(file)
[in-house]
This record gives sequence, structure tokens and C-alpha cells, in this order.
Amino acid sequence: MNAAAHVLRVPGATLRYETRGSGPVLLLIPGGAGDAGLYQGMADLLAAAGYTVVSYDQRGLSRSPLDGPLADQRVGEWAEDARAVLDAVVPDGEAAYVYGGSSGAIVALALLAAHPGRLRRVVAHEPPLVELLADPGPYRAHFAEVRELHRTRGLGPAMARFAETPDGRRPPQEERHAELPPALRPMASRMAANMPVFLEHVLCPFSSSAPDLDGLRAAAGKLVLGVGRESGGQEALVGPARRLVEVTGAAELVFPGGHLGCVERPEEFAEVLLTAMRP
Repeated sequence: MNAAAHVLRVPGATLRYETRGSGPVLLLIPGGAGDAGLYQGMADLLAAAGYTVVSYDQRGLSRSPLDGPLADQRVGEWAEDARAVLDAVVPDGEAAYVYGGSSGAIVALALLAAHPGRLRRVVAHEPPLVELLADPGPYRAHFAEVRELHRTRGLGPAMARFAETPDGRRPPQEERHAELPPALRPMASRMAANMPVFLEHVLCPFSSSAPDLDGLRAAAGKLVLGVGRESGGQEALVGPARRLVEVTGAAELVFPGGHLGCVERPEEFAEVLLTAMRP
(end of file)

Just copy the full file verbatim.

[in-house]
This record gives sequence, structure tokens and C-alpha cells, in this order.
Amino acid sequence: MNAAAHVLRVPGATLRYETRGSGPVLLLIPGGAGDAGLYQGMADLLAAAGYTVVSYDQRGLSRSPLDGPLADQRVGEWAEDARAVLDAVVPDGEAAYVYGGSSGAIVALALLAAHPGRLRRVVAHEPPLVELLADPGPYRAHFAEVRELHRTRGLGPAMARFAETPDGRRPPQEERHAELPPALRPMASRMAANMPVFLEHVLCPFSSSAPDLDGLRAAAGKLVLGVGRESGGQEALVGPARRLVEVTGAAELVFPGGHLGCVERPEEFAEVLLTAMRP
Repeated sequence: MNAAAHVLRVPGATLRYETRGSGPVLLLIPGGAGDAGLYQGMADLLAAAGYTVVSYDQRGLSRSPLDGPLADQRVGEWAEDARAVLDAVVPDGEAAYVYGGSSGAIVALALLAAHPGRLRRVVAHEPPLVELLADPGPYRAHFAEVRELHRTRGLGPAMARFAETPDGRRPPQEERHAELPPALRPMASRMAANMPVFLEHVLCPFSSSAPDLDGLRAAAGKLVLGVGRESGGQEALVGPARRLVEVTGAAELVFPGGHLGCVERPEEFAEVLLTAMRP